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Pickled Beets that aren't sweet

m
macamia Dec 2, 2013 10:03 PM

I love pickles of all kinds, but I find most pickled beets too sweet. I tried some that were pickled in a spicy salt brine, and they were delicious! I would really like to make these myself but don't have much experience with pickles. Does anyone know where I can find a good recipe for salty pickled beets? Or any pickled beets recipe that uses little to no sugar? And any pickling tips would be very appreciated.

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  1. t
    tastesgoodwhatisit Dec 2, 2013 10:08 PM

    You can do easy refrigerator pickles with beets - roast the beets, peel them, slice them, sprinkle lightly with salt, and layer them in a jar or plastic container, and cover with white vinegar and water (half and half, or all vinegar if you like them really potent). Let them sit for 3 days to a week, and then enjoy. They'll keep for weeks.

    Because it's a quick pickle it's easy to adjust - I'd try a teaspoon of salt and half vinegar half water a medium sized beet to start with, and adjust from there.

    As an aside - I do pickled onions with this method all the time, but I salt the sliced onion and let them sit for an hour, rinse off the extra salt, and add pickling spice and vinegar. Beets and onions would work well together, too.

    1. tcamp Dec 3, 2013 07:39 AM

      I use this recipe, for turnips, beets and carrots in all combinations & proportions. I usually add in some jalapeno slices or wedges.

      http://www.davidlebovitz.com/2012/09/...

      3 Replies
      1. re: tcamp
        m
        magiesmom Dec 3, 2013 08:44 AM

        This is a great recipe.

        1. re: magiesmom
          m
          MrsJonesey Dec 3, 2013 04:58 PM

          Yes, this is a great recipe. They are very close to what a local Middle Eastern restaurant makes, which I thought were all beets. I use an extra beet in David's recipe because I want that deep beet color. I believe David says they are ready to eat in a week. I think they are best after at least a week in the fridge, so 2 weeks from the start. I have also found them to last much longer than he says.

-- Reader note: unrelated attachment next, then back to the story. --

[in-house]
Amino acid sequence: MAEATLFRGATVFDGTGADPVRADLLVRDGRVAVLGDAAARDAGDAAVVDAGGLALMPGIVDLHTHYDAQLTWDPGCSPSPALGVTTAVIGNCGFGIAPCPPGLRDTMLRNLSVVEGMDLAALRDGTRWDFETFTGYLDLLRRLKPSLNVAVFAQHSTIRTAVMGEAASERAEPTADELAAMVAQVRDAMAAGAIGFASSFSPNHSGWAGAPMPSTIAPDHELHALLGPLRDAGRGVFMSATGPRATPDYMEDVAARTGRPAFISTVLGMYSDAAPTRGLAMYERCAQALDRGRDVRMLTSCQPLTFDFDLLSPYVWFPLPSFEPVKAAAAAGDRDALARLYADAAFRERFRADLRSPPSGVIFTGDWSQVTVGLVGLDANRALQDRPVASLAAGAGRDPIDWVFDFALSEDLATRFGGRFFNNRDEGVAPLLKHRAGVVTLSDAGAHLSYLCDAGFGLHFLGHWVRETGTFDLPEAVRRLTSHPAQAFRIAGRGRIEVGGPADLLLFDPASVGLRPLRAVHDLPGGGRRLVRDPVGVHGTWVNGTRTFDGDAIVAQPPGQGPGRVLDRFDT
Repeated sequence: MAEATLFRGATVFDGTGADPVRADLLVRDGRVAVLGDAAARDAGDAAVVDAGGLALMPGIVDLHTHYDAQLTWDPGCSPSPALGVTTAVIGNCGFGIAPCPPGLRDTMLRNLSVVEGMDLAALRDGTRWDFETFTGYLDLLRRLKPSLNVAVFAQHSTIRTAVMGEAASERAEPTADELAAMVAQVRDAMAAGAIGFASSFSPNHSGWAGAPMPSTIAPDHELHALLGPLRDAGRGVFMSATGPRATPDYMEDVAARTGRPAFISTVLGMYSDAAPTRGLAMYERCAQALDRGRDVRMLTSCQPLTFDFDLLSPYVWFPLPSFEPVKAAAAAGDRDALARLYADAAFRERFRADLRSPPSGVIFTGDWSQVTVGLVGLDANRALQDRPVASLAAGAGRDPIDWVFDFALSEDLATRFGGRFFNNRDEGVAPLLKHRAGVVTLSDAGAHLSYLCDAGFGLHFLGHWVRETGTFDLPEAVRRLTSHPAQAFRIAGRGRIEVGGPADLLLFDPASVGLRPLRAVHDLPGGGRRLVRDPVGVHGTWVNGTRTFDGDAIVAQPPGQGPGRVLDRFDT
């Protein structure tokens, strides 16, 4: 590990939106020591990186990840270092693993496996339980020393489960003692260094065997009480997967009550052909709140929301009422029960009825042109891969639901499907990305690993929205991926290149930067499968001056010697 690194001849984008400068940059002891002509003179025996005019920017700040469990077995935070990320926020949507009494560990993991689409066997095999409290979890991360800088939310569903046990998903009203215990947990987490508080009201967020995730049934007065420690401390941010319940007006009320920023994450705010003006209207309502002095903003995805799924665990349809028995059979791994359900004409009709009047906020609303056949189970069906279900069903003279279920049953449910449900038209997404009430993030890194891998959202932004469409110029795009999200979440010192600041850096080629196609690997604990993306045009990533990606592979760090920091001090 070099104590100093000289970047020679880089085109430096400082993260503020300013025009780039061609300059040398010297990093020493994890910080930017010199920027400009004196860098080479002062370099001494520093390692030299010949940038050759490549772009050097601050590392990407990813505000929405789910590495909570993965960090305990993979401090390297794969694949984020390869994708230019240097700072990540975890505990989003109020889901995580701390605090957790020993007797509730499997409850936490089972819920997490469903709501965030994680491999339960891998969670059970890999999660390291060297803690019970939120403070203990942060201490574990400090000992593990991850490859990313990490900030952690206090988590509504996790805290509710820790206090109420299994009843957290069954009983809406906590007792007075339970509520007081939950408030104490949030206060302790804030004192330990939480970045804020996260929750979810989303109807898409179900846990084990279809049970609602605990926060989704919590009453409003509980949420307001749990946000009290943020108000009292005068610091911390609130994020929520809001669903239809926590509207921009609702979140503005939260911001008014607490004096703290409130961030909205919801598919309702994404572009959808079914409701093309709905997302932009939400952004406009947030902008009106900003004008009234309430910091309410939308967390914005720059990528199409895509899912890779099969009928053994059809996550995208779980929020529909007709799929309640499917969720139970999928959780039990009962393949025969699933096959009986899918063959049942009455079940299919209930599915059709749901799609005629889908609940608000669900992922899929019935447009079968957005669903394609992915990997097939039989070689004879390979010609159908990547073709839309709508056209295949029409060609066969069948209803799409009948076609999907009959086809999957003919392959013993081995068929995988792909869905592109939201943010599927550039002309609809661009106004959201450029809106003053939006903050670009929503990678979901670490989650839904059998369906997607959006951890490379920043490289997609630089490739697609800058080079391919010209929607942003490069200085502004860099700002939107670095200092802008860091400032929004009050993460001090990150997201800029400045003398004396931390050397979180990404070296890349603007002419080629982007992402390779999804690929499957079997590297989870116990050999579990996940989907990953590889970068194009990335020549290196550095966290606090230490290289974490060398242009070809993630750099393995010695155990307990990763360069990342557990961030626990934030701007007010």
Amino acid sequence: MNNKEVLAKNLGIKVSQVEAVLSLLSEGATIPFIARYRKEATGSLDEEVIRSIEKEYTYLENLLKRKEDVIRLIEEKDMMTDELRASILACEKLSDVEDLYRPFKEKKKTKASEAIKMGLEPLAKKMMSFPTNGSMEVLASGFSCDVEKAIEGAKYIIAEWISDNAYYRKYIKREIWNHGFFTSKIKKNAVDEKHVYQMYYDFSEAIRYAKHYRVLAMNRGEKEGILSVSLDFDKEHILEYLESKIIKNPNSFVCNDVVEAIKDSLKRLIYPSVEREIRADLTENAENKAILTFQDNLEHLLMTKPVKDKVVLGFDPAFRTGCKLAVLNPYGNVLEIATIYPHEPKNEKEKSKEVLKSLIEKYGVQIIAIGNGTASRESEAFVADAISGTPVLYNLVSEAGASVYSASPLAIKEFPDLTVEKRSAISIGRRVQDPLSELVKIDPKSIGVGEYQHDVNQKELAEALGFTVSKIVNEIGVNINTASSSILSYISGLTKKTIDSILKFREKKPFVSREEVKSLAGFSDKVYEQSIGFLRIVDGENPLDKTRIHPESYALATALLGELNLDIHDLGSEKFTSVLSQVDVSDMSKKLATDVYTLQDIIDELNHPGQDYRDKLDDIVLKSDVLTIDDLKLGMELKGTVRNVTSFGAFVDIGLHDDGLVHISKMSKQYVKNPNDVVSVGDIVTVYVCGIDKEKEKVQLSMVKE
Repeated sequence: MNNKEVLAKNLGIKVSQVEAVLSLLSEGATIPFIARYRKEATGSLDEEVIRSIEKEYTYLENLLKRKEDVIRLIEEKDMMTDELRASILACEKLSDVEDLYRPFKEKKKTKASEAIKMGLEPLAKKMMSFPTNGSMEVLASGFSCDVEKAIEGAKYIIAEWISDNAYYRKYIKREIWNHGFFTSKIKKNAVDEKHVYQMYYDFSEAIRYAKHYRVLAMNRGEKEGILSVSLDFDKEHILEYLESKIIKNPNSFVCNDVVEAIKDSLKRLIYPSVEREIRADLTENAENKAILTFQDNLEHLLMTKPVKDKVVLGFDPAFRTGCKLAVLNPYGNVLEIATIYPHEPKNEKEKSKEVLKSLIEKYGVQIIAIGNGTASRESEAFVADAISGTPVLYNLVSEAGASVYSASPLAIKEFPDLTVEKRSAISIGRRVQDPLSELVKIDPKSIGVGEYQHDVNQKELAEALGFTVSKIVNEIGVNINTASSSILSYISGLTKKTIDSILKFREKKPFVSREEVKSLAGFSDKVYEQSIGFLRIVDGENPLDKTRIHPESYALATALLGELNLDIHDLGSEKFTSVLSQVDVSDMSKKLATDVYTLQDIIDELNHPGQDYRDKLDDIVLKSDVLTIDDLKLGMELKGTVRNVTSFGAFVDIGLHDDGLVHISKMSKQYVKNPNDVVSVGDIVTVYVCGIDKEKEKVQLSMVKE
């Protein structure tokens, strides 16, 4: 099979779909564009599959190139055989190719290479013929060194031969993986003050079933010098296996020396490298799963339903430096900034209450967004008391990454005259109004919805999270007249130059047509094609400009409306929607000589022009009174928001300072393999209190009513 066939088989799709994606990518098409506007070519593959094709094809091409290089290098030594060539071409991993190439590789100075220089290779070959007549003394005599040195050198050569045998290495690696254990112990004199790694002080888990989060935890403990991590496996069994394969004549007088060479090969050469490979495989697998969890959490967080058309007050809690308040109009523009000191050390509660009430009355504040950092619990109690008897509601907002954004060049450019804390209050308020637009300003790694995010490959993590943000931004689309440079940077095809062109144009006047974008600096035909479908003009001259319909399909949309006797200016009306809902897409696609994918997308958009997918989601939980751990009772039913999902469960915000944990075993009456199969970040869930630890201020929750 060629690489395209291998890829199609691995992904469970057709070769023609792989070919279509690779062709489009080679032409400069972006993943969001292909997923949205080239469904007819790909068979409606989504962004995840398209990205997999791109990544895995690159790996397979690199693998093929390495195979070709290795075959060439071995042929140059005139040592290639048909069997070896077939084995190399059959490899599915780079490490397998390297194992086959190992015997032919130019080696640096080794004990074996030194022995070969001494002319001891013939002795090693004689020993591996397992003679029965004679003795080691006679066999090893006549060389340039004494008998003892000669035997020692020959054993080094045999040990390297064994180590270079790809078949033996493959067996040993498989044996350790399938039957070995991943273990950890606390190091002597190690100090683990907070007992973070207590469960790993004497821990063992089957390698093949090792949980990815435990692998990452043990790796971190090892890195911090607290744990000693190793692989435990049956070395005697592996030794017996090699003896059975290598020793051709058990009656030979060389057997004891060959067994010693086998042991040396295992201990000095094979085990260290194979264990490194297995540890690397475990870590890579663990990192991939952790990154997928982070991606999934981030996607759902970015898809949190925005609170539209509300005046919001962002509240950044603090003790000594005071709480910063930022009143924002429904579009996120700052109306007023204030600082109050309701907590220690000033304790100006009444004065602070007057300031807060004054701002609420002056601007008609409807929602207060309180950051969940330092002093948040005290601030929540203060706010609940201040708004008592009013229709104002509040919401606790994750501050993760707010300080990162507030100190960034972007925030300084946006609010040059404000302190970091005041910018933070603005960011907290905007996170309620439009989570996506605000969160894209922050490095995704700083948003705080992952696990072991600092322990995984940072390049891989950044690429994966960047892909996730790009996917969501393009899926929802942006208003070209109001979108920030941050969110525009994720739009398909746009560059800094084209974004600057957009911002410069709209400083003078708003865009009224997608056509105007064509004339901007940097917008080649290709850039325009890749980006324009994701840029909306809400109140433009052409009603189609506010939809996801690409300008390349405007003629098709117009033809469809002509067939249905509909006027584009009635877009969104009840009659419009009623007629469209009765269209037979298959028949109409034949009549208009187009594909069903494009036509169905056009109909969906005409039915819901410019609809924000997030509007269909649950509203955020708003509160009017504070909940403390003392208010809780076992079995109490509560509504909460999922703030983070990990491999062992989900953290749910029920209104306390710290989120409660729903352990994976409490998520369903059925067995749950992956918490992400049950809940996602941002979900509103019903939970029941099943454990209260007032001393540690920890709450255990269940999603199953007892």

1. re: MrsJonesey
            m
            magiesmom Dec 3, 2013 05:28 PM

            I think tomo

      2. DiningDiva Dec 3, 2013 08:48 AM

        I use the recipe in Bradly Ogden's first cookbook (which may or may not still be in print, it's pretty old).

        It's a nice mild pickle that maintains the earthiness of the beets. It's pretty easy, I can post it later tonight if you're interested.

        1. Zeldog Dec 3, 2013 05:35 PM

          After a lot of trial and error my basic brine is 1 cup vinegar, 2 cups water, 2 tbsp salt, and 0 to 2 tbsp sugar. That's the most vinegar I ever use. Often I go with 3 parts water to 1 part vinegar, as in the pickled turnip recipe tcamp suggests (I've made those, and they are indeed good). In any case, it's always 2 tbsp salt to 3 cups liquid.

          Beets need be roasted and peeled first. You'll need to figure out how long to cook them to get the texture you like. Leave out the sugar entirely - beets are sweet enough on their own. I don't know what was in the beets you had, but I keep the pickling spices simple. Usually bay leaf, crushed red pepper, and crushed garlic. For beets I add slivered onions instead of garlic.

          Oh, yes. Cider or white wine vinegar, not distilled vinegar.

          1 Reply
          1. re: Zeldog
            m
            magiesmom Dec 3, 2013 05:49 PM

            The Liebovitz recipe uses raw beets.

          2. m
            macamia Dec 3, 2013 10:06 PM

            Thanks everyone! I'm going to have to try all of these!

            I just got a large bunch of parsnips from a friend - has anyone tried pickling parsnips? These pickling techniques should work on them too, correct?

            1 Reply
            1. re: macamia
              m
              magiesmom Dec 3, 2013 10:57 PM

              Yes, the technique works but I think they taste funny, too sweet.

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